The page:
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mark berrisford

WEIGHT OF EPOXY FINISH'S

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just starting to put epoxy coats on my jerkbaits but am finding that it is upsetting the balance especially on the cigar style gliders how do you guy's factor in for this extra weight?was thinking of increasing the hook size during the initial weighting process to allow for the weight of the epoxy would this help?any help much appreciated

Thanks

Mark

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I betcha Skeeter knows.If I were you, heed that man's word. :D I am sure that he will answer in time.He is very knowledgable in regards to epoxy and weighting issues. B)

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I guess the only way to know for sure would be to weigh a bait before and after epoxy coating with a high accuracy scale and compare . I have done the same thing with jerkbaits I wanted to suspend in the water between twitches. If they turned into slow sinkers after epoxy I would drill out a little lead until they the bait just slightly floated up then patch the hole with some more epoxy. You can always add "suspend dots" to a slow riser "floater" but if a bait is heavy and sinks you have to remove lead .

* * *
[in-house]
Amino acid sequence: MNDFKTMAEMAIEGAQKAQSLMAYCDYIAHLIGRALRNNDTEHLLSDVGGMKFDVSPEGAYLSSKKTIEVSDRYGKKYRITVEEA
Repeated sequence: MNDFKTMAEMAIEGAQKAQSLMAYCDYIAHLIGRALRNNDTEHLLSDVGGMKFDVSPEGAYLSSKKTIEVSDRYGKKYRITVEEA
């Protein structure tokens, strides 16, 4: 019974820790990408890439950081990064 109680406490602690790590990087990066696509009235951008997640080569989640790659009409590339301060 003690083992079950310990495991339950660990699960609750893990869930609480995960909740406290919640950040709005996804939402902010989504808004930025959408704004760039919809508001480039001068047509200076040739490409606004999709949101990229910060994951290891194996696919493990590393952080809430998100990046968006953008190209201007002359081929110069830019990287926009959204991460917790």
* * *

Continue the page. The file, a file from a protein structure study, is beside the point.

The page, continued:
I use a balance- beam powder scale since I had one for reloading already and be sure to keep notes for future referance. Good luck- Jigmeister

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The brand of epoxy you use, the temperature, how thick you coat the bait and the shape of the bait all make a difference, so that's a difficult question. On flat 2 1/4" bass baits, the Devcon 2 ton I apply at room temperature adds about .025 oz. I record the weights of components during the build so it is easier to replicate them but the initial one is trial and error. I'd try finishing the bait without ballast and then float test it to find the correct ballast/position. Yes, having patched ballast holes is not ideal but it gets a bait that works, and you can build "perfect" baits with the information you gather.

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